MarketInsight | The Home of the Brave
He was born in 1919 outside Knoxville. It is doubtful that the farm boy from Tennessee ever met a Jewish person prior to enlisting in the Army as a private. He enlisted at Fort Oglethorpe, Ga. in March 1941, before Pearl Harbor, before the U.S. entered World War II. He served for the entirety of the war. Along the way he rose to the rank of Master Sergeant and was in France after D-Day when his unit, part of the 106th Infantry Division, was overrun during the Battle of the Bulge. He and many of his brothers in arms were captured by the Germans.
That is how Master Sergeant Roderick “Roddie’” Edmonds found himself as the senior non-commissioned prisoner of war in Stalag IX-A. Unlike the movies, officers and enlisted personnel were normally held in separate camps by the Nazis. Stalag IX-A contained nothing but non-commissioned officers. Master Sergeant Edmonds was the ranking noncom in the camp, a camp that held 1275 American soldiers.
In January 1945, the Kommandant of the Camp, an SS officer named Major Siegmann, ordered Edmonds to have only the Jewish soldiers fall out for roll call the following morning. Edmonds realized that if he complied with the odious command, he might well be signing the death warrant for approximately 200 Jewish prisoners, all of them members of the U.S. Army. The next morning it was bitter cold. Edmonds ordered the whole camp to fall out.
Seeing all the prisoners standing in formation, Major Siegmann approached in a furor and bellowed, “They cannot all be Jews!”
Edmonds’ heroic response, “We are ALL Jews here,” still brings goosebumps.
The jack-booted Aryan was infuriated. He repeated his command for Edmonds to segregate the Jews under his command. Edmonds refused citing the Geneva Convention. The enraged Nazi then pulled his Luger pistol and placed the barrel against Edmond’s forehead and repeated his demand. At that point, Roddie Edmonds of Knoxville, Tennessee performed one of the bravest acts of man ever committed.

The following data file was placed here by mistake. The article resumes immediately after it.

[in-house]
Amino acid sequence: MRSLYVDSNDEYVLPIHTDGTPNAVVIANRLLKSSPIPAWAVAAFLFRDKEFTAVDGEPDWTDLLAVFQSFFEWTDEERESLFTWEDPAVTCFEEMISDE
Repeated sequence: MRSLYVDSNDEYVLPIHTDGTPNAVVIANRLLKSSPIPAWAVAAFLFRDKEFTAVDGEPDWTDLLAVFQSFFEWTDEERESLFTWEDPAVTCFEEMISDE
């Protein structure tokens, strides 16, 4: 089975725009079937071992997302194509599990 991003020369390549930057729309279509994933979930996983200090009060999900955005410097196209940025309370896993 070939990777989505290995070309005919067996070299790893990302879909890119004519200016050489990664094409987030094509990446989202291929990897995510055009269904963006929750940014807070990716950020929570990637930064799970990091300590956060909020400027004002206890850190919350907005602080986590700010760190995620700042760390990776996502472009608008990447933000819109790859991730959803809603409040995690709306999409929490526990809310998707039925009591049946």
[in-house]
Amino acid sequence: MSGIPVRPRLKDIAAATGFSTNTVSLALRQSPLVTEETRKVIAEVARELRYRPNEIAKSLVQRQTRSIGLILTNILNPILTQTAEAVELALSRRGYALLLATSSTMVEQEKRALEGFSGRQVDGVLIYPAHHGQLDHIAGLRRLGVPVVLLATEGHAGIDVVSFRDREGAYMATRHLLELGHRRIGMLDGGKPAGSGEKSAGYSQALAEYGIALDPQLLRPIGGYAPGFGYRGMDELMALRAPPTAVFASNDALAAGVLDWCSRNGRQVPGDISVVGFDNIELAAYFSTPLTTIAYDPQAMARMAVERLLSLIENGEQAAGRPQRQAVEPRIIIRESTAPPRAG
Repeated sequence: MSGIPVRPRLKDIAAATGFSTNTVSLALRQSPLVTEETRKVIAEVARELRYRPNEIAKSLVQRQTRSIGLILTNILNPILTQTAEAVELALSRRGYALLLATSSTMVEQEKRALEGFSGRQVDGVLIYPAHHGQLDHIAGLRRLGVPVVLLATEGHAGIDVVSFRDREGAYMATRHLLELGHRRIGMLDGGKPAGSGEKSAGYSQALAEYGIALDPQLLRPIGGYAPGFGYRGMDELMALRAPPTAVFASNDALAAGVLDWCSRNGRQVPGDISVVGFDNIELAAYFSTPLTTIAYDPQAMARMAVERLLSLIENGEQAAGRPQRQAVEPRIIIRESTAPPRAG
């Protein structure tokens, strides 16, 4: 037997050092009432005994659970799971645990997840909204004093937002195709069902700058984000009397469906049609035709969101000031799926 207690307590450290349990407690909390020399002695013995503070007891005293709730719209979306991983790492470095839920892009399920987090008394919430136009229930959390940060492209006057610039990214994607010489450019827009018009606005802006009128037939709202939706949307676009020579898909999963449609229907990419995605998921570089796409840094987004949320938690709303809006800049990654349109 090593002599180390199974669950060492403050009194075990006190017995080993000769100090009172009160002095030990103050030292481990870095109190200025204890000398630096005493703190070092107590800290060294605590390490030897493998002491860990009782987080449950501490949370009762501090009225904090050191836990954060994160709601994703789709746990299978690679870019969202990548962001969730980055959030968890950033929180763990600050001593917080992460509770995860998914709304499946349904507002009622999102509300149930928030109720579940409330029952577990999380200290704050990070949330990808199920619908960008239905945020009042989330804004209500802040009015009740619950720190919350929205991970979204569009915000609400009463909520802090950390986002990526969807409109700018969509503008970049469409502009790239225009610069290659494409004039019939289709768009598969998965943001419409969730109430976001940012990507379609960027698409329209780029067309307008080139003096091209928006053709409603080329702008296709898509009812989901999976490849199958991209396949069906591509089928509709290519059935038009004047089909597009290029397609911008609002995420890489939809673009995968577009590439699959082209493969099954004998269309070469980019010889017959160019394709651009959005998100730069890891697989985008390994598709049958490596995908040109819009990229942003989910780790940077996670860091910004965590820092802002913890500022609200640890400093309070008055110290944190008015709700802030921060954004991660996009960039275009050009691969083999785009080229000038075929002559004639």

“You can shoot me,” he told the frothing Nazi, “but if you do, you are going to have to shoot all of us because we know who you are and you’ll be tried for war crimes when we win this war.”
Major Siegmann, an SS Officer, a man used to terrorizing the weak, holstered his weapon and stormed off with his tail between his legs. Two hundred Jewish-American G.I.s were saved from near certain death.
Edmond’s story was not told for decades. Like many of his generation, he was quiet about his experiences during the war. It was not until long after his death that he was recognized for his bravery by the State of Israel in 2015. Bills seeking to award him a Congressional Gold Medal have stalled in Congress for more than three years.
Roddie Edmonds is a poignant reminder of the fact that we are always stronger when we stand together.
Scott A. Grant is a local author, historian, columnist, and speaker. He is President of Standfast Asset Management in Ponte Vedra Beach. He welcomes your comments or questions at email@example.com.